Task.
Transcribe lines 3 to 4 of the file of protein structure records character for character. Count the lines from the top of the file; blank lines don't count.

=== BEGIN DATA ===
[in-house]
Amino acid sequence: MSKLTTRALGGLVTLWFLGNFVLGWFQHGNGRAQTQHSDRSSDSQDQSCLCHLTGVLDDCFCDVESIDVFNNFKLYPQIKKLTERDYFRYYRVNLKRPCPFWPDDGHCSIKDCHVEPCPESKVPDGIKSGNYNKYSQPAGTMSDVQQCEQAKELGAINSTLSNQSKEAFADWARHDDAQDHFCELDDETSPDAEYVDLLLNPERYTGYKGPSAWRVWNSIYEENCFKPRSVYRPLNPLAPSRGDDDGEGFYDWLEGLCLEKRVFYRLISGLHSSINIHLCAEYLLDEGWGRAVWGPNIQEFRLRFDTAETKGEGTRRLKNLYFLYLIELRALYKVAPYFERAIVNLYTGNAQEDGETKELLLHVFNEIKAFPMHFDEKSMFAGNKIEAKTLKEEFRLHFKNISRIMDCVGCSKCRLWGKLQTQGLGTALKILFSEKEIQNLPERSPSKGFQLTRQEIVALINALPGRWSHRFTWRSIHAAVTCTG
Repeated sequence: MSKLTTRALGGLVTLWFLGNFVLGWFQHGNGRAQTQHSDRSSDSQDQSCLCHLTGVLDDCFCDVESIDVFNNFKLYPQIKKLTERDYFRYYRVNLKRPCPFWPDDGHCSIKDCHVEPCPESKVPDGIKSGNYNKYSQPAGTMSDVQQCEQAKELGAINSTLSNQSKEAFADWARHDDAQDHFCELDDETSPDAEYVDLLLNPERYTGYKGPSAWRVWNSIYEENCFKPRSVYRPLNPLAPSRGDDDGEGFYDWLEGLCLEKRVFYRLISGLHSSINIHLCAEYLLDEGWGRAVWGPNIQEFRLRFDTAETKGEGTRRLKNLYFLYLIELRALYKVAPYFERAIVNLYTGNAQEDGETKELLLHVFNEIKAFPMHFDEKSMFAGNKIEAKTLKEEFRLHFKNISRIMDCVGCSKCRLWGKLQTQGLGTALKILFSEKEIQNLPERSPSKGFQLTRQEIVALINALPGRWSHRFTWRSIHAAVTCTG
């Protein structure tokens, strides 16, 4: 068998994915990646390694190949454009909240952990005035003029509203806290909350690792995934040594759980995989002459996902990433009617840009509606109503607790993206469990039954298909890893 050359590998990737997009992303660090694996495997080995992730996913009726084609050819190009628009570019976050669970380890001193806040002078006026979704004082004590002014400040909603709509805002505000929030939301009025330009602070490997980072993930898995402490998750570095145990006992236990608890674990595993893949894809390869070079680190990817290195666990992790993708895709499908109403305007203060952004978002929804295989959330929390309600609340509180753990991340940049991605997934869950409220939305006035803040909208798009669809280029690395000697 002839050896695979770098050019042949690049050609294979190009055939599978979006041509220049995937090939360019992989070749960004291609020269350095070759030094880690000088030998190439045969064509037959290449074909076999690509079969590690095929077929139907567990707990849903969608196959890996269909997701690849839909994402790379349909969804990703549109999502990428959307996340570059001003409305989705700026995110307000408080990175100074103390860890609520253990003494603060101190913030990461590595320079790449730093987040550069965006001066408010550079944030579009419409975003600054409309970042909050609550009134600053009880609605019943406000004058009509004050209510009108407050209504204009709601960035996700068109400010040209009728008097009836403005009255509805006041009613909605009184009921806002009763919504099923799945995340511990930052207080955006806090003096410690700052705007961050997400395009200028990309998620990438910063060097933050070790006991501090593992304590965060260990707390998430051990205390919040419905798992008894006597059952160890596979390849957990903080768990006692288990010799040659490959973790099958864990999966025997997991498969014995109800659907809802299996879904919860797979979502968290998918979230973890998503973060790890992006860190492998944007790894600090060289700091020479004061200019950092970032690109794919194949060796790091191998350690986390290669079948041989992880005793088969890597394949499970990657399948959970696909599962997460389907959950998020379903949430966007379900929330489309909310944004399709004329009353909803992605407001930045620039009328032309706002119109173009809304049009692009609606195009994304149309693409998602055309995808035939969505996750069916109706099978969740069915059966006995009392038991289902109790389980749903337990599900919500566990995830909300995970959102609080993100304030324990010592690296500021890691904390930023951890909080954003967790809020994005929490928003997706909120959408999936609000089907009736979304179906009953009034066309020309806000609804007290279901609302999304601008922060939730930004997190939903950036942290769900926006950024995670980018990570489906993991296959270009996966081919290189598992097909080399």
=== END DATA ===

Repeated sequence: MSKLTTRALGGLVTLWFLGNFVLGWFQHGNGRAQTQHSDRSSDSQDQSCLCHLTGVLDDCFCDVESIDVFNNFKLYPQIKKLTERDYFRYYRVNLKRPCPFWPDDGHCSIKDCHVEPCPESKVPDGIKSGNYNKYSQPAGTMSDVQQCEQAKELGAINSTLSNQSKEAFADWARHDDAQDHFCELDDETSPDAEYVDLLLNPERYTGYKGPSAWRVWNSIYEENCFKPRSVYRPLNPLAPSRGDDDGEGFYDWLEGLCLEKRVFYRLISGLHSSINIHLCAEYLLDEGWGRAVWGPNIQEFRLRFDTAETKGEGTRRLKNLYFLYLIELRALYKVAPYFERAIVNLYTGNAQEDGETKELLLHVFNEIKAFPMHFDEKSMFAGNKIEAKTLKEEFRLHFKNISRIMDCVGCSKCRLWGKLQTQGLGTALKILFSEKEIQNLPERSPSKGFQLTRQEIVALINALPGRWSHRFTWRSIHAAVTCTG
């Protein structure tokens, strides 16, 4: 068998994915990646390694190949454009909240952990005035003029509203806290909350690792995934040594759980995989002459996902990433009617840009509606109503607790993206469990039954298909890893 050359590998990737997009992303660090694996495997080995992730996913009726084609050819190009628009570019976050669970380890001193806040002078006026979704004082004590002014400040909603709509805002505000929030939301009025330009602070490997980072993930898995402490998750570095145990006992236990608890674990595993893949894809390869070079680190990817290195666990992790993708895709499908109403305007203060952004978002929804295989959330929390309600609340509180753990991340940049991605997934869950409220939305006035803040909208798009669809280029690395000697 002839050896695979770098050019042949690049050609294979190009055939599978979006041509220049995937090939360019992989070749960004291609020269350095070759030094880690000088030998190439045969064509037959290449074909076999690509079969590690095929077929139907567990707990849903969608196959890996269909997701690849839909994402790379349909969804990703549109999502990428959307996340570059001003409305989705700026995110307000408080990175100074103390860890609520253990003494603060101190913030990461590595320079790449730093987040550069965006001066408010550079944030579009419409975003600054409309970042909050609550009134600053009880609605019943406000004058009509004050209510009108407050209504204009709601960035996700068109400010040209009728008097009836403005009255509805006041009613909605009184009921806002009763919504099923799945995340511990930052207080955006806090003096410690700052705007961050997400395009200028990309998620990438910063060097933050070790006991501090593992304590965060260990707390998430051990205390919040419905798992008894006597059952160890596979390849957990903080768990006692288990010799040659490959973790099958864990999966025997997991498969014995109800659907809802299996879904919860797979979502968290998918979230973890998503973060790890992006860190492998944007790894600090060289700091020479004061200019950092970032690109794919194949060796790091191998350690986390290669079948041989992880005793088969890597394949499970990657399948959970696909599962997460389907959950998020379903949430966007379900929330489309909310944004399709004329009353909803992605407001930045620039009328032309706002119109173009809304049009692009609606195009994304149309693409998602055309995808035939969505996750069916109706099978969740069915059966006995009392038991289902109790389980749903337990599900919500566990995830909300995970959102609080993100304030324990010592690296500021890691904390930023951890909080954003967790809020994005929490928003997706909120959408999936609000089907009736979304179906009953009034066309020309806000609804007290279901609302999304601008922060939730930004997190939903950036942290769900926006950024995670980018990570489906993991296959270009996966081919290189598992097909080399």